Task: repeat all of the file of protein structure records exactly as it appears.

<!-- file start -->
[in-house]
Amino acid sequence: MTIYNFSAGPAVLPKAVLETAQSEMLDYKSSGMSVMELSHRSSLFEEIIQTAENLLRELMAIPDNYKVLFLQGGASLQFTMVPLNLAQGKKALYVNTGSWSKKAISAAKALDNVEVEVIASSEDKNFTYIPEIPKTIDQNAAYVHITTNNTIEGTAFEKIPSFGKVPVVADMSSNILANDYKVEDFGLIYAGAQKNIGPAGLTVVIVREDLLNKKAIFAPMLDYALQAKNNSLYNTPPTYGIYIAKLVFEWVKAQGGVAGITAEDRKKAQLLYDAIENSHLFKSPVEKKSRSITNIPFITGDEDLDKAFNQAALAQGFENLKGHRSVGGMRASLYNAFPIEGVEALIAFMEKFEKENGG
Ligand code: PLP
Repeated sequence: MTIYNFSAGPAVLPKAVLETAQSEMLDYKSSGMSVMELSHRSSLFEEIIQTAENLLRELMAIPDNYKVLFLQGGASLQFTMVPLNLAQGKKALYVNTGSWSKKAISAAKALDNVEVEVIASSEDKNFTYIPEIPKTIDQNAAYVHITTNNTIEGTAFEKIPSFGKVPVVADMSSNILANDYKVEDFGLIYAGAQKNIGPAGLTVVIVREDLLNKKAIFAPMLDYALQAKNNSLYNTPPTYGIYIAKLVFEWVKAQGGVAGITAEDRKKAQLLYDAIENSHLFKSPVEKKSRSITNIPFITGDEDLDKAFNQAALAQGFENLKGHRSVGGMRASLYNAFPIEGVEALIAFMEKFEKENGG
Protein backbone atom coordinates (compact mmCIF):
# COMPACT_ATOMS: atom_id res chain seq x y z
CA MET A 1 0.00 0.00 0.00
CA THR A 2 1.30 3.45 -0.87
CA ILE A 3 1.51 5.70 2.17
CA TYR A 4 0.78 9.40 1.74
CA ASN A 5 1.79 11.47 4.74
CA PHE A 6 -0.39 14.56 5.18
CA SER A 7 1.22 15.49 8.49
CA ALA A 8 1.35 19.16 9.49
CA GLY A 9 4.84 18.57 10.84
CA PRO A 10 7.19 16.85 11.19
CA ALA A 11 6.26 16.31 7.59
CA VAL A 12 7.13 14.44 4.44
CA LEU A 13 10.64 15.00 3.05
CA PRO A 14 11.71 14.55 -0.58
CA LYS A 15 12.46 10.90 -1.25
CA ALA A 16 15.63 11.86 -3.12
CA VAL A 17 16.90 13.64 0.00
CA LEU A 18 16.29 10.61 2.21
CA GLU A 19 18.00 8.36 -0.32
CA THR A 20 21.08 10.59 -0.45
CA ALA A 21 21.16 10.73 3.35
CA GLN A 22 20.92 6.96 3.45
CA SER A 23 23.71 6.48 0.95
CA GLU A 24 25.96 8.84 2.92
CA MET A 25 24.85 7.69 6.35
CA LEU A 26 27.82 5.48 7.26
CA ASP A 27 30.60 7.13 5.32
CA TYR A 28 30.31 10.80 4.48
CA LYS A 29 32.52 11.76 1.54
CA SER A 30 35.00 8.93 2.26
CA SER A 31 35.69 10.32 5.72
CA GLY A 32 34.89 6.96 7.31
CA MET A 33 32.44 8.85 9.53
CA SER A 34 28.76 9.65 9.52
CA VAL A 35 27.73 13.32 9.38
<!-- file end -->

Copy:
[in-house]
Amino acid sequence: MTIYNFSAGPAVLPKAVLETAQSEMLDYKSSGMSVMELSHRSSLFEEIIQTAENLLRELMAIPDNYKVLFLQGGASLQFTMVPLNLAQGKKALYVNTGSWSKKAISAAKALDNVEVEVIASSEDKNFTYIPEIPKTIDQNAAYVHITTNNTIEGTAFEKIPSFGKVPVVADMSSNILANDYKVEDFGLIYAGAQKNIGPAGLTVVIVREDLLNKKAIFAPMLDYALQAKNNSLYNTPPTYGIYIAKLVFEWVKAQGGVAGITAEDRKKAQLLYDAIENSHLFKSPVEKKSRSITNIPFITGDEDLDKAFNQAALAQGFENLKGHRSVGGMRASLYNAFPIEGVEALIAFMEKFEKENGG
Ligand code: PLP
Repeated sequence: MTIYNFSAGPAVLPKAVLETAQSEMLDYKSSGMSVMELSHRSSLFEEIIQTAENLLRELMAIPDNYKVLFLQGGASLQFTMVPLNLAQGKKALYVNTGSWSKKAISAAKALDNVEVEVIASSEDKNFTYIPEIPKTIDQNAAYVHITTNNTIEGTAFEKIPSFGKVPVVADMSSNILANDYKVEDFGLIYAGAQKNIGPAGLTVVIVREDLLNKKAIFAPMLDYALQAKNNSLYNTPPTYGIYIAKLVFEWVKAQGGVAGITAEDRKKAQLLYDAIENSHLFKSPVEKKSRSITNIPFITGDEDLDKAFNQAALAQGFENLKGHRSVGGMRASLYNAFPIEGVEALIAFMEKFEKENGG
Protein backbone atom coordinates (compact mmCIF):
# COMPACT_ATOMS: atom_id res chain seq x y z
CA MET A 1 0.00 0.00 0.00
CA THR A 2 1.30 3.45 -0.87
CA ILE A 3 1.51 5.70 2.17
CA TYR A 4 0.78 9.40 1.74
CA ASN A 5 1.79 11.47 4.74
CA PHE A 6 -0.39 14.56 5.18
CA SER A 7 1.22 15.49 8.49
CA ALA A 8 1.35 19.16 9.49
CA GLY A 9 4.84 18.57 10.84
CA PRO A 10 7.19 16.85 11.19
CA ALA A 11 6.26 16.31 7.59
CA VAL A 12 7.13 14.44 4.44
CA LEU A 13 10.64 15.00 3.05
CA PRO A 14 11.71 14.55 -0.58
CA LYS A 15 12.46 10.90 -1.25
CA ALA A 16 15.63 11.86 -3.12
CA VAL A 17 16.90 13.64 0.00
CA LEU A 18 16.29 10.61 2.21
CA GLU A 19 18.00 8.36 -0.32
CA THR A 20 21.08 10.59 -0.45
CA ALA A 21 21.16 10.73 3.35
CA GLN A 22 20.92 6.96 3.45
CA SER A 23 23.71 6.48 0.95
CA GLU A 24 25.96 8.84 2.92
CA MET A 25 24.85 7.69 6.35
CA LEU A 26 27.82 5.48 7.26
CA ASP A 27 30.60 7.13 5.32
CA TYR A 28 30.31 10.80 4.48
CA LYS A 29 32.52 11.76 1.54
CA SER A 30 35.00 8.93 2.26
CA SER A 31 35.69 10.32 5.72
CA GLY A 32 34.89 6.96 7.31
CA MET A 33 32.44 8.85 9.53
CA SER A 34 28.76 9.65 9.52
CA VAL A 35 27.73 13.32 9.38